Skip to main content

Baltimore Sewerage and State Roads Commission photograph collection

Identifier: PP 0165


This collection contains photographs of new construction or the conditions of existing infrastructure in Baltimore City. The photographs contain records of numerous city streets and transportation in the city. Also included are images of pedestrians and workers, including African Americans. The dates of the collection span 1908-1924.


  • 1908-1924


Conditions Governing Access

This collection is open for research use.

Conditions Governing Use

The reproduction of materials in this collection may be subject to copyright restrictions. It is the responsibility of the researcher to determine and satisfy copyright clearances or other case restrictions when publishing or otherwise distributing materials found in the collections. For more information visit the MCHC’s Rights and Permissions page.

Biographical / Historical

With the population of Baltimore approaching 500,000 at the end of the 19th century, the city still had no public sewers. Instead, a combination of wells, private sewers, and gutters carried waste away, most of it destined for the Patapsco Basin. In 1906, the state of Maryland finally prohibited Baltimore from discharging sewage into the Chesapeake Bay or any of its tributaries, and provided $10,000,000 for a sewerage system, with a matching amount for the project coming from the city on a bond issue. Under Mayor Edwin Clay Timanus, the city began construction of the sewer system, and the project was continued by Mayors J. Barry Mahool and James Harry Preston. By 1911, the Back River disposal plant opened on the eastern edge of the city, and by fifteen years later the city had constructed 1200 miles of sewer leading to the plant.

Meanwhile, above the ground, development of Baltimore's infrastructure of streets and railroads was continuing, with the creation of the Paving Commission in 1911, directed by R. Keith Compton. The commission's primary mission was to resurface the streets of Baltimore with sheet asphalt. One of its first contracts awarded was for paving Preston Street behind the Fifth Regiment Armory in time for the Democratic National Convention to be held there in 1912.


0.42 Linear Feet (1 full Hollinger box)

Language of Materials



The photographs are arranged according to PP catalog numbers. Many of the photographs have a number written on the front side, which may represent the original order of the photographs as placed in an album.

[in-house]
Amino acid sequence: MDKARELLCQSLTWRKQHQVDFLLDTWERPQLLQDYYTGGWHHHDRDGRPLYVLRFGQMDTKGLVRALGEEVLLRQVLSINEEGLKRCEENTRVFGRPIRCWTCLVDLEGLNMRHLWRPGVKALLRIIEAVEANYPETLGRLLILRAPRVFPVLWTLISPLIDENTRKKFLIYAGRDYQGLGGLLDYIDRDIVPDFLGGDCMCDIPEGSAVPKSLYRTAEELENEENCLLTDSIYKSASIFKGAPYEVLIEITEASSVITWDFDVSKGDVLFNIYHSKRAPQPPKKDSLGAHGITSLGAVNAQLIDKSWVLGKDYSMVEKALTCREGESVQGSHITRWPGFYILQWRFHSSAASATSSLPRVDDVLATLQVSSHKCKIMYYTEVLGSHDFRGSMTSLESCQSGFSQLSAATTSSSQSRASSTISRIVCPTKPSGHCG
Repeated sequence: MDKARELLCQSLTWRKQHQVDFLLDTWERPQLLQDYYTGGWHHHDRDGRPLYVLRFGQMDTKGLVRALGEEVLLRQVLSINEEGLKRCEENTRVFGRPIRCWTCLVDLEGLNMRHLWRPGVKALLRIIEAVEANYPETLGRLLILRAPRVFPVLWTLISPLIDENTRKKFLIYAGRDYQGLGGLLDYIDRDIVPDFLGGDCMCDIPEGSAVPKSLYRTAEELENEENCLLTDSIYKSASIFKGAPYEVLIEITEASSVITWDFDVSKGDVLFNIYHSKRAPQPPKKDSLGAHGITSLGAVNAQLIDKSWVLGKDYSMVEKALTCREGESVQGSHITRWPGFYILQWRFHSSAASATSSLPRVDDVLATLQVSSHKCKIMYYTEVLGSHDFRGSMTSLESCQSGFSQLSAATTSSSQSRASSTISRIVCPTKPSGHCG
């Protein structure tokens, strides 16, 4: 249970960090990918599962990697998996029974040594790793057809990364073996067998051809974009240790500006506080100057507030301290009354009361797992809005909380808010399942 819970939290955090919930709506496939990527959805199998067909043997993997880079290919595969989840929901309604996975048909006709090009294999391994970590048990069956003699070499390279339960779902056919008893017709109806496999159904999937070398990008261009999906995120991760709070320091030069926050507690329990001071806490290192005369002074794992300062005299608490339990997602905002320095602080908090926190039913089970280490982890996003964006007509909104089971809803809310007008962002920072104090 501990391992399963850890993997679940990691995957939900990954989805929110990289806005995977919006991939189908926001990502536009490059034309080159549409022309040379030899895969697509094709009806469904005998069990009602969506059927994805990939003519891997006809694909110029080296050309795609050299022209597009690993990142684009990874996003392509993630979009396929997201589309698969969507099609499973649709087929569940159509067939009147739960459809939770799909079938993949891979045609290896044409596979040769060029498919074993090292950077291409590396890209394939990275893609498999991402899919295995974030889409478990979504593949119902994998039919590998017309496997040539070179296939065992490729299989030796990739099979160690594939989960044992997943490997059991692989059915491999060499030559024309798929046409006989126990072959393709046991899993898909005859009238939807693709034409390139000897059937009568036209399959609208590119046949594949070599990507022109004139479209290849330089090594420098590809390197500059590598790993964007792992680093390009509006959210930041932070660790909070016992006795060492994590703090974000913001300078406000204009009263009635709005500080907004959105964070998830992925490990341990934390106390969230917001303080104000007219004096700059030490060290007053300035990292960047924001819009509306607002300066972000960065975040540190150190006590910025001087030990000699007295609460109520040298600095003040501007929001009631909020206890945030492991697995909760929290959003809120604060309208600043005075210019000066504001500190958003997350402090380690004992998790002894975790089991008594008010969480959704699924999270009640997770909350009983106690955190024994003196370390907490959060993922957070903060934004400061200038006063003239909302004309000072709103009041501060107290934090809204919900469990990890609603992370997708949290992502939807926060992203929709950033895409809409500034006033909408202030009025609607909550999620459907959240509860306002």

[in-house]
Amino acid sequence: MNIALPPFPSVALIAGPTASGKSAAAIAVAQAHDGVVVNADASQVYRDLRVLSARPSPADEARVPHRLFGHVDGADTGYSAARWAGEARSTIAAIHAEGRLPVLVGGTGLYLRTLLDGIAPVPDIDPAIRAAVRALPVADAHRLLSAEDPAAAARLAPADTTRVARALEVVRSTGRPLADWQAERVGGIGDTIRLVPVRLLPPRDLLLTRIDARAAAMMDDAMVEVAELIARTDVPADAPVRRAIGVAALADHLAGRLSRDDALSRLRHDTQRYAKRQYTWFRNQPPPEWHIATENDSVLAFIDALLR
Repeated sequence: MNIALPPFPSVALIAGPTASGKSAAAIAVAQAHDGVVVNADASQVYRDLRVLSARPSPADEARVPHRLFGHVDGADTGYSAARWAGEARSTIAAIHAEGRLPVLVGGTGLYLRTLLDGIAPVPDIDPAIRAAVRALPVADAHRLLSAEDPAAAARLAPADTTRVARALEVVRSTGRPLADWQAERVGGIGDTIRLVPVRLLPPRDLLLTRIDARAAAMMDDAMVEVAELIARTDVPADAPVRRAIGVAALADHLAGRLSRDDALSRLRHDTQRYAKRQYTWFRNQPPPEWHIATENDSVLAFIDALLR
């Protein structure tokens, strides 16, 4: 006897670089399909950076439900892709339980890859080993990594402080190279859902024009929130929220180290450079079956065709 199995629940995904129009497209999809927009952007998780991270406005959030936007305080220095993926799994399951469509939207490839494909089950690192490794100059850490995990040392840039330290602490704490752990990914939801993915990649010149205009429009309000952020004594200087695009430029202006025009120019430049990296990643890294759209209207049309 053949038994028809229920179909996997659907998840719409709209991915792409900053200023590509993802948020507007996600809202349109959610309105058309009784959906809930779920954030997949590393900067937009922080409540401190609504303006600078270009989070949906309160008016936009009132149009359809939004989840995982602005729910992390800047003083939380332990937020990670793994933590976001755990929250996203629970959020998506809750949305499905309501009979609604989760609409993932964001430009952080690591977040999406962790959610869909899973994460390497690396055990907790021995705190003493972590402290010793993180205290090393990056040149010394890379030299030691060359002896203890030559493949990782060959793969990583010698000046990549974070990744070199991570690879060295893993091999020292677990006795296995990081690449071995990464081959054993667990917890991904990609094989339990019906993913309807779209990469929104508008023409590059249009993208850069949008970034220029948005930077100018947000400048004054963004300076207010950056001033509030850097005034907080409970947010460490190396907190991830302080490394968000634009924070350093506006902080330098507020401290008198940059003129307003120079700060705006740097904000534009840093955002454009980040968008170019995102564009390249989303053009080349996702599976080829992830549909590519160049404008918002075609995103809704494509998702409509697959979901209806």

Scope and Contents

The collection consists of one box with 15 folders containing 245 photoprints made in 1908-1924. The set of photoprints was originally a photo album, but has been disassembled; the images remain mounted onto cloth sheets. Some photographs were made by J.W. Schaefer, Edgar Schaefer, J.F. Reed, or Eckman and Brown. Most photographs are captioned as to location and dated.

While the focus of the photographers as evidenced by caption text was on new construction or the conditions of existing infrastructure (tracks, tunnels, pavement and sidewalks), the collection forms an excellent record of numerous city streets, including residential, commercial and industrial districts, as well as transportation in the city, especially street railroads of the United Railways and Electric Company of Baltimore. Many photographs show pedestrians and construction workers, including African Americans.

There are a few images of street railroad infrastructure from other states: Minnesota and Louisiana.

Guide to the Baltimore Sewerage and State Roads Commission photograph collection
Under Revision
Katherine Cowan
Description rules
Describing Archives: A Content Standard
Language of description
Script of description
Code for undetermined script
Language of description note

Revision Statements

  • 2020-02-08: Manually entered into ArchivesSpace by Mallory Herberger.

Repository Details

Part of the H. Furlong Baldwin Library Repository

H. Furlong Baldwin Library
Maryland Center for History and Culture
610 Park Avenue
Baltimore MD 21201 United States